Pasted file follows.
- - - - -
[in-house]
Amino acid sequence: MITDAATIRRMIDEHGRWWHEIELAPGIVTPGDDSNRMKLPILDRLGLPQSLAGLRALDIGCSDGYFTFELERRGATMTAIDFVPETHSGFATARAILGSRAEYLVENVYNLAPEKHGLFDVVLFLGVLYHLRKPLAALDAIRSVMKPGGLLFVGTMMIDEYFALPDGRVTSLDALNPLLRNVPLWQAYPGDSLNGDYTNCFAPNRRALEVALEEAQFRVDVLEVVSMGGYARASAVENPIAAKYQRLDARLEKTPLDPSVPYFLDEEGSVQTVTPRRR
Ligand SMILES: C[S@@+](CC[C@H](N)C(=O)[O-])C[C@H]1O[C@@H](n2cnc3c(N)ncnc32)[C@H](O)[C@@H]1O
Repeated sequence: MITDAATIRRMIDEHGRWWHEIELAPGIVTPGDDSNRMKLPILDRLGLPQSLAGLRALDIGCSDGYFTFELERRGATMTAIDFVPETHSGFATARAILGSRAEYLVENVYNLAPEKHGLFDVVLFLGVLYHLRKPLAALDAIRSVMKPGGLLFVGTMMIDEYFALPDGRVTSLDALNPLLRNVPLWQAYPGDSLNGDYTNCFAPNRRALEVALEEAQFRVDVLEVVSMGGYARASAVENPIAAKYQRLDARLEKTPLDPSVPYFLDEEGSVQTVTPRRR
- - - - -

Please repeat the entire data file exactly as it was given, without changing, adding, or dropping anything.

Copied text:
[in-house]
Amino acid sequence: MITDAATIRRMIDEHGRWWHEIELAPGIVTPGDDSNRMKLPILDRLGLPQSLAGLRALDIGCSDGYFTFELERRGATMTAIDFVPETHSGFATARAILGSRAEYLVENVYNLAPEKHGLFDVVLFLGVLYHLRKPLAALDAIRSVMKPGGLLFVGTMMIDEYFALPDGRVTSLDALNPLLRNVPLWQAYPGDSLNGDYTNCFAPNRRALEVALEEAQFRVDVLEVVSMGGYARASAVENPIAAKYQRLDARLEKTPLDPSVPYFLDEEGSVQTVTPRRR
Ligand SMILES: C[S@@+](CC[C@H](N)C(=O)[O-])C[C@H]1O[C@@H](n2cnc3c(N)ncnc32)[C@H](O)[C@@H]1O
Repeated sequence: MITDAATIRRMIDEHGRWWHEIELAPGIVTPGDDSNRMKLPILDRLGLPQSLAGLRALDIGCSDGYFTFELERRGATMTAIDFVPETHSGFATARAILGSRAEYLVENVYNLAPEKHGLFDVVLFLGVLYHLRKPLAALDAIRSVMKPGGLLFVGTMMIDEYFALPDGRVTSLDALNPLLRNVPLWQAYPGDSLNGDYTNCFAPNRRALEVALEEAQFRVDVLEVVSMGGYARASAVENPIAAKYQRLDARLEKTPLDPSVPYFLDEEGSVQTVTPRRR